Special Issue "Black Carbon in Atmosphere: Instrumentation, Chemical–Physical Behavior, Human Health Implications"
Deadline for manuscript submissions: closed (31 January 2022) | Viewed by 19604
Interests: phthalates; bisphenol-A; plasticizers; microplastics; environment; human health; endocrine disruptors
Special Issues, Collections and Topics in MDPI journals
Special Issue in Atmosphere: Ultrafine Particles: Determination, Behavior and Human Health Effects
Special Issue in Toxics: Particulate matter exposure and health effects
Special Issue in International Journal of Environmental Research and Public Health: Gaseous and Airborne Emerging Pollutants in the Public Health Protection: Analyses, Levels and Effects
Special Issue in Methods and Protocols: State-of-the-Art Dispersive Liquid-Liquid Microextraction: Advantages and Applications
Special Issue in International Journal of Environmental Research and Public Health: Phthalates and Bisphenol-A: Determinations, Levels and Effects on Human Health and Environment
Topical Collection in Atmosphere: Indoor Air Quality: From Sampling to Risk Assessment in the Light of New Legislations
Special Issue in Applied Sciences: Nuclear Analytical Chemistry: State of Art and New Trends in Activation Analysis
Special Issue in International Journal of Environmental Research and Public Health: Environmental Impact Assessment by Green Processes
Special Issue in Atmosphere: The Growing Role of Organic Micropollutants in Air Quality and Public Health
Special Issue in Separations: Recent Advances in Microextraction Technology for Analytical Sample Preparation
Special Issue in Atmosphere: Plants and Organisms, as New Frontiers in Biomonitoring of Environmental Contamination
Special Issue in Gases: Editorial Board Members' Collection Series: Food and Climate Change
Carbonaceous particles (or total carbon, TC), the largest contributor to atmospheric PM, are composed of two main fractions, elemental carbon (EC) and organic Carbon (OC). EC (or black carbon or soot) has a graphitic-like structure and is essentially a primary pollutant emitted in particulate form, and its chemical stability excludes chemical transformations during its lifetime in atmosphere. OC represents a large variety of organic compounds, e.g., aliphatic, aromatic compounds, alcohols, and acids, and has both primary and secondary origin: primary OC particulate is formed during combustion and emitted mainly as submicron particles.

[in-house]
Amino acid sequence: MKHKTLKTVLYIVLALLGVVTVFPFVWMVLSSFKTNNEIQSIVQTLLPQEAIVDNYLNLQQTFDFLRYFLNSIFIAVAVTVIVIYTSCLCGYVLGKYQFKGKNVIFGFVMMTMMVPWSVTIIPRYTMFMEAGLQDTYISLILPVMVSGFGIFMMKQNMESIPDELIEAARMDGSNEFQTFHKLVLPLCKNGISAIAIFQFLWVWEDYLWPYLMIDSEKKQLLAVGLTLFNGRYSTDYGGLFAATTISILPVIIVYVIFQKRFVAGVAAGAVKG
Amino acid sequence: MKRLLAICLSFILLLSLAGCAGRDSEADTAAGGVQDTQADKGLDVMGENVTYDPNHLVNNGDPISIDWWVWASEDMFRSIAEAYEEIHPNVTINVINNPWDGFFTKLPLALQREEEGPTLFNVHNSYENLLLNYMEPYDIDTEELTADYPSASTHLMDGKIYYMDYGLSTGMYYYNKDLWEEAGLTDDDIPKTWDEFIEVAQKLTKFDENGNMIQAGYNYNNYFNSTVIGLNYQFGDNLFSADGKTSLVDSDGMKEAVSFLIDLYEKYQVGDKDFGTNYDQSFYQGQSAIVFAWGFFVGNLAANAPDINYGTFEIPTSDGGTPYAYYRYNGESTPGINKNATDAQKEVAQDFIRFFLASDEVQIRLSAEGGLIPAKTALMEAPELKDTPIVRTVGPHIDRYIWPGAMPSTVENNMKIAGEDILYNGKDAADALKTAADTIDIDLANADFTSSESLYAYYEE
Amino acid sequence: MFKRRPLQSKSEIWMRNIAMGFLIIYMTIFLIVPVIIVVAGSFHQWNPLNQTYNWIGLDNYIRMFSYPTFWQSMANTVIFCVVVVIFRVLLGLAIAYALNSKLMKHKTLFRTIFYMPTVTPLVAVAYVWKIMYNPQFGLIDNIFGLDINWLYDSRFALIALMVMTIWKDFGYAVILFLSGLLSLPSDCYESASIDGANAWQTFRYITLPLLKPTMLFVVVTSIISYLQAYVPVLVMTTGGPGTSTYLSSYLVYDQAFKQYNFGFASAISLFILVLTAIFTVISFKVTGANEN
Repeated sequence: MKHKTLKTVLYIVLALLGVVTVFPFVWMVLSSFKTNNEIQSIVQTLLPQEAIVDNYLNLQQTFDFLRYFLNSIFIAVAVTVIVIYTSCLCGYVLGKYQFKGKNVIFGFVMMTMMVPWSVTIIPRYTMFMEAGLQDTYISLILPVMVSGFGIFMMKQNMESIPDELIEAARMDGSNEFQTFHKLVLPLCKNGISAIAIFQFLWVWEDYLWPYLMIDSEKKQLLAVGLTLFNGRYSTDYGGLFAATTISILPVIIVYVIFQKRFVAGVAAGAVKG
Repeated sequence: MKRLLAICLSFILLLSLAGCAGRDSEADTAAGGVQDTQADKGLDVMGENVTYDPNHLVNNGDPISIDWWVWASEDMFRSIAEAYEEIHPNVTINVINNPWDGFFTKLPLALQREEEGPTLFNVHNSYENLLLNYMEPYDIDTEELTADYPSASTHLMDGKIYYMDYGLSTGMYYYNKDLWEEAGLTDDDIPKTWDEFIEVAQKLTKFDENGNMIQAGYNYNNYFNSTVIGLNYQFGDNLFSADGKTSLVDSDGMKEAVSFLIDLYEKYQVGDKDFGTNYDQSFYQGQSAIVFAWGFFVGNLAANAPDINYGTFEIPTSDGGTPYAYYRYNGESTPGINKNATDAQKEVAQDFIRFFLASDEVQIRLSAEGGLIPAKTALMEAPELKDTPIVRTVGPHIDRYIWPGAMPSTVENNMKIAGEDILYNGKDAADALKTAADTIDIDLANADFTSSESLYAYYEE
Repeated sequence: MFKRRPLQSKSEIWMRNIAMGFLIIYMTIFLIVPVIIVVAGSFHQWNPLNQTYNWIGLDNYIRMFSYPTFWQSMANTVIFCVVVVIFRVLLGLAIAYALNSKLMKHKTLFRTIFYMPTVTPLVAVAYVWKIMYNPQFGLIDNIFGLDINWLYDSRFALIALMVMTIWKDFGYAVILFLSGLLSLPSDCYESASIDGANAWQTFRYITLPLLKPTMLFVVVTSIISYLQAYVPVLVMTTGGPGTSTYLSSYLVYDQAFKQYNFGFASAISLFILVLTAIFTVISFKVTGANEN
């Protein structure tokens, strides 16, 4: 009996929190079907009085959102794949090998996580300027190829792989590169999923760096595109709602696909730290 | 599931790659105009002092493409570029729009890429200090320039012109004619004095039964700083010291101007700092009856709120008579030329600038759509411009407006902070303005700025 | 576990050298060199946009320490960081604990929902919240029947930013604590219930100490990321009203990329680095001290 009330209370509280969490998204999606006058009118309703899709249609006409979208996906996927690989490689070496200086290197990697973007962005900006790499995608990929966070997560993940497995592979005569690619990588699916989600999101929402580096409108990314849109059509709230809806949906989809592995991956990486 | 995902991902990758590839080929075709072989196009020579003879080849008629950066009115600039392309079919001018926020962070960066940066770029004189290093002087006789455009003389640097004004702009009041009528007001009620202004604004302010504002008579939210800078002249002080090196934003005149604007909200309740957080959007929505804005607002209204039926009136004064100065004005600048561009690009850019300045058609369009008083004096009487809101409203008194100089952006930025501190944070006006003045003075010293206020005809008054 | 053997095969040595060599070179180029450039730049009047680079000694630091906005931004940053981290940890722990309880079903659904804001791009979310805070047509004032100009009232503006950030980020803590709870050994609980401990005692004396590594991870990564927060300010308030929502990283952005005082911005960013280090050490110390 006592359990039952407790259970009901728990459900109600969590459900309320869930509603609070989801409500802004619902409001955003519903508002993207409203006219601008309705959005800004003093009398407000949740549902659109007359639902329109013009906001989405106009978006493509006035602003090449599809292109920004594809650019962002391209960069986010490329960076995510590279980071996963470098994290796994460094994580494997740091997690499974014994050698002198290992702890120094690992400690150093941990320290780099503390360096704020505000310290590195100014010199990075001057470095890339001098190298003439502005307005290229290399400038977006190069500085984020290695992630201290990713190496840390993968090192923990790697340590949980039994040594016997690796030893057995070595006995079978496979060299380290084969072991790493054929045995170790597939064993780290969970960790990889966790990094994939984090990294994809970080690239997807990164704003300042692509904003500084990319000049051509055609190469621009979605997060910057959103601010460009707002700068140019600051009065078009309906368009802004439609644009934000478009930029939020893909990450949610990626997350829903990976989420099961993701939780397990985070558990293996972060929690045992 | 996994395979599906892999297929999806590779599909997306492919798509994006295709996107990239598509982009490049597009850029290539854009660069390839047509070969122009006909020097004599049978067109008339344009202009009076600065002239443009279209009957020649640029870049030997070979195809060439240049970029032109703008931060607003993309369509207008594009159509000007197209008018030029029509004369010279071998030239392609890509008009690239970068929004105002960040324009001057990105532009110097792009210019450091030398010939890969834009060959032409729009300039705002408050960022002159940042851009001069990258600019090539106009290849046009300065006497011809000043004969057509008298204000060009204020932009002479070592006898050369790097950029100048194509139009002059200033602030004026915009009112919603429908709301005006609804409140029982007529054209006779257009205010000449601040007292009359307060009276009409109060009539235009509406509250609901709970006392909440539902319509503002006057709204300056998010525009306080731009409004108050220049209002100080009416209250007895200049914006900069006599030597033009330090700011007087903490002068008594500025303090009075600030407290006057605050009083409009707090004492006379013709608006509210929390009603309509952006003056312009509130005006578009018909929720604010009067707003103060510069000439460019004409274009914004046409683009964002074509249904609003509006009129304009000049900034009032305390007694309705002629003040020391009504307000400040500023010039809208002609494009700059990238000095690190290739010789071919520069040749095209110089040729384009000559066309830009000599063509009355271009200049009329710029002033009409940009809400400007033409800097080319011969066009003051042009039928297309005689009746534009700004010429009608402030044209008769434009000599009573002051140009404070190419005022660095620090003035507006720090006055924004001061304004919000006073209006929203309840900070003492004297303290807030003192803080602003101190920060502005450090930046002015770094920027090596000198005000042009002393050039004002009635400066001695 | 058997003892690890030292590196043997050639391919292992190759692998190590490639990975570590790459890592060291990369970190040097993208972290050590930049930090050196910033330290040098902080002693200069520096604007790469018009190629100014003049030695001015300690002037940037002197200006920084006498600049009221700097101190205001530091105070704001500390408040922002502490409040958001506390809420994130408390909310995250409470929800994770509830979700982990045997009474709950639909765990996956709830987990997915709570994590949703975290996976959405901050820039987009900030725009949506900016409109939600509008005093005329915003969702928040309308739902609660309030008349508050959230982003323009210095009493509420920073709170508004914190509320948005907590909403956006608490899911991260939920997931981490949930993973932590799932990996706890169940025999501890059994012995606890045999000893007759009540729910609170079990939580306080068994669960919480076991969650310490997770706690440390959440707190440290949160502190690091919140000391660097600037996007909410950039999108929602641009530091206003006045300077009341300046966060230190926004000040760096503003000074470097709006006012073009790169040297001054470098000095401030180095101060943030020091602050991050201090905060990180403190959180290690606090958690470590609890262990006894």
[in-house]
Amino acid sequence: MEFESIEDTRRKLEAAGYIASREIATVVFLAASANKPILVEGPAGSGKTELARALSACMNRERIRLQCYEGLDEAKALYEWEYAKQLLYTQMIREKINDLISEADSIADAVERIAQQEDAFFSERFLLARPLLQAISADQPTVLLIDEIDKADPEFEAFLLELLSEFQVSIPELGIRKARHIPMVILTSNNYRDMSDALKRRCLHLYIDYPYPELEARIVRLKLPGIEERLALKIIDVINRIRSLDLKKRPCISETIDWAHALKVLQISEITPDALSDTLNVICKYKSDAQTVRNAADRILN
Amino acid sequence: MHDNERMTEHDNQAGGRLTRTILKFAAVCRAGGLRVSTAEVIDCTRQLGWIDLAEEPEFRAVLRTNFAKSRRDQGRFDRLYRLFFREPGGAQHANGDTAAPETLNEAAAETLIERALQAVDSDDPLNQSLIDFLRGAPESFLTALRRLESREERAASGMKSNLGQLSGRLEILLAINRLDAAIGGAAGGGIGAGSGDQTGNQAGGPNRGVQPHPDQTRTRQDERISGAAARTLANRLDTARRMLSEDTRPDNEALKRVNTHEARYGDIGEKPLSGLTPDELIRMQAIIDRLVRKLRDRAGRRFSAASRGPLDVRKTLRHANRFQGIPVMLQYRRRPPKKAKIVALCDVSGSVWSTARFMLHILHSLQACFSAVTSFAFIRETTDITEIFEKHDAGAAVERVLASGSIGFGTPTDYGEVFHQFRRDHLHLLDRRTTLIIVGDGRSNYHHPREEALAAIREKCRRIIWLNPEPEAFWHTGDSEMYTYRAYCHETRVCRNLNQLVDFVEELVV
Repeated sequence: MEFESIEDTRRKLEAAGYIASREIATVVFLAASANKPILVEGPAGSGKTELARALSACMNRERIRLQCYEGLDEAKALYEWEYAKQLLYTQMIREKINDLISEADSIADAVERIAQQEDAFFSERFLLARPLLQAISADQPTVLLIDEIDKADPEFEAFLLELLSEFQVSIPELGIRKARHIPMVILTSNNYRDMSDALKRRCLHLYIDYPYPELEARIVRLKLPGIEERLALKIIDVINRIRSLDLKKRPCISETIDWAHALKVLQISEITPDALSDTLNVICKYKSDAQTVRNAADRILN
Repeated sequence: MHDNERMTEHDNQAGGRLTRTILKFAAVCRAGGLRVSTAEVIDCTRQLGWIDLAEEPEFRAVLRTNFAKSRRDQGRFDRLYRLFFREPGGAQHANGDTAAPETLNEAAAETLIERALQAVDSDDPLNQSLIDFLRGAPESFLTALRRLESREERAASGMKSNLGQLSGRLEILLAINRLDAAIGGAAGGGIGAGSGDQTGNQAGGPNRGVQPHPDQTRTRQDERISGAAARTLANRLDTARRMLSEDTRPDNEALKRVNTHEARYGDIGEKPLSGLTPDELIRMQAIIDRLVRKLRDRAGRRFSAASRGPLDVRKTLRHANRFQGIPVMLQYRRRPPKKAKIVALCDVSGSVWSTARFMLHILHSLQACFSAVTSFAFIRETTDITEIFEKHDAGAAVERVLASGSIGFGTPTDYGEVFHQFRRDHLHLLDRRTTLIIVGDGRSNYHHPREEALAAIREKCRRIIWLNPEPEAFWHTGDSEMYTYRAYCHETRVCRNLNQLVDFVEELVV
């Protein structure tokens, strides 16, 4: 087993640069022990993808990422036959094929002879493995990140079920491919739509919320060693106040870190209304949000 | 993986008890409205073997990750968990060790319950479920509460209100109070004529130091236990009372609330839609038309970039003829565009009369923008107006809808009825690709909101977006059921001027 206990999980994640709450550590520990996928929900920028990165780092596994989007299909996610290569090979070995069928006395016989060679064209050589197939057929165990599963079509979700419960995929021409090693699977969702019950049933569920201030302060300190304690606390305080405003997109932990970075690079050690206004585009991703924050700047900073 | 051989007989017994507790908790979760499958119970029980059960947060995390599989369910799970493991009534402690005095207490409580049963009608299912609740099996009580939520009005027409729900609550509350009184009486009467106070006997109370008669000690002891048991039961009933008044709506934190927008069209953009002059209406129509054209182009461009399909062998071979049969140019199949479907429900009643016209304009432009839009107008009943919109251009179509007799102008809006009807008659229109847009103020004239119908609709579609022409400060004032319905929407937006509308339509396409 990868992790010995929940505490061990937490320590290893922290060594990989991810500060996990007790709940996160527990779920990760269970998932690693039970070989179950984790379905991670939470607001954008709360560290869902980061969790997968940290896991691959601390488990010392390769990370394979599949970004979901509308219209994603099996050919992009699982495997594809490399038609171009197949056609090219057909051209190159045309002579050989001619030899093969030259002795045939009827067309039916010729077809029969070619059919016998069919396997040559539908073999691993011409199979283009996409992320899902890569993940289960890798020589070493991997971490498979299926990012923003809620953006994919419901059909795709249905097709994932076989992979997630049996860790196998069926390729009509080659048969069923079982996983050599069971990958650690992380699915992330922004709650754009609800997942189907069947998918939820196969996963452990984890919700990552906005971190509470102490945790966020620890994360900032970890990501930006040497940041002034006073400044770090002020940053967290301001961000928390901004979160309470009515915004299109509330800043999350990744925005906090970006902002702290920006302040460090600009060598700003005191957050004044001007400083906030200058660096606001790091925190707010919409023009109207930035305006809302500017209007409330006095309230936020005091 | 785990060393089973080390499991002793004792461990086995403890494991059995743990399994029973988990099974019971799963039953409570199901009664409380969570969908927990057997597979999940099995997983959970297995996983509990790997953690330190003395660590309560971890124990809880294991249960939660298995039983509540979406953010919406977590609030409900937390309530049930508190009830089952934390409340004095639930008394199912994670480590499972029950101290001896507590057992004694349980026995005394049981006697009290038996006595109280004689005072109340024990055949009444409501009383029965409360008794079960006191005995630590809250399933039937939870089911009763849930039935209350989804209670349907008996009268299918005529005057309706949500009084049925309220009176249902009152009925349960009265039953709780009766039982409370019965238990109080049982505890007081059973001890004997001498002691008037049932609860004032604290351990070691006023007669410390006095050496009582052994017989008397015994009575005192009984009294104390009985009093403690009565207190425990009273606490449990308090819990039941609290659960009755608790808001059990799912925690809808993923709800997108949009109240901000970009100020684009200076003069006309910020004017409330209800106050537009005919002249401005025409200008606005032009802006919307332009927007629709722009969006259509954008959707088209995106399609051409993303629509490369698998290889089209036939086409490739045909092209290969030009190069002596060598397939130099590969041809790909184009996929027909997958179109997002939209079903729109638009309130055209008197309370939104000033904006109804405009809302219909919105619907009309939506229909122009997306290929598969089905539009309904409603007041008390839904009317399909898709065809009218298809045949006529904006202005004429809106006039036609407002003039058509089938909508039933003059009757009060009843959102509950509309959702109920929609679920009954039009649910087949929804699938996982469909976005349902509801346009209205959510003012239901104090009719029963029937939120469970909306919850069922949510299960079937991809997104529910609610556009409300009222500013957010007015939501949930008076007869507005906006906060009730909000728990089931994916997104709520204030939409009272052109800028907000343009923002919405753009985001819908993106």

The use of such methodology is important for different reasons: It is fundamental for the evaluation of atmospheric pollution from combustion processes; it can be used as a specific index of car traffic pollution; it is very significant for the protection of human health due to the high permanence of the carbonaceous particles in the atmosphere and the numerous chemical–physical transformation processes that they can undergo in the atmosphere; the separation between EC and OC is of fundamental importance for the study of the pneumoconiogenic effects and, more generally, for the toxic effects and for the study of the mechanisms of formation of photochemical pollutants.
This Special Issue aims to examine the state of the art in this important topic, focusing on theory and on the development of new instrumentation useful for this determination, chemical–physical problems in the atmosphere, health and toxicological implications related to exposure to these pollutants, as well as historical data series in urban, rural, and remote areas are.
Prof. Dr. Pasquale Avino
Manuscript Submission Information
Manuscripts should be submitted online at www.mdpi.com by registering and logging in to this website. Once you are registered, click here to go to the submission form. Manuscripts can be submitted until the deadline. All submissions that pass pre-check are peer-reviewed. Accepted papers will be published continuously in the journal (as soon as accepted) and will be listed together on the special issue website. Research articles, review articles as well as short communications are invited. For planned papers, a title and short abstract (about 100 words) can be sent to the Editorial Office for announcement on this website.
Submitted manuscripts should not have been published previously, nor be under consideration for publication elsewhere (except conference proceedings papers). All manuscripts are thoroughly refereed through a single-blind peer-review process. A guide for authors and other relevant information for submission of manuscripts is available on the Instructions for Authors page. Atmosphere is an international peer-reviewed open access monthly journal published by MDPI.
Please visit the Instructions for Authors page before submitting a manuscript. The Article Processing Charge (APC) for publication in this open access journal is 2400 CHF (Swiss Francs). Submitted papers should be well formatted and use good English. Authors may use MDPI's English editing service prior to publication or during author revisions.
- black carbon
- organic carbon
- carbonaceous aerosol
- thermal properties
- optical properties
- chemical speciation
- cultural heritage
- photochemical pollution
- human health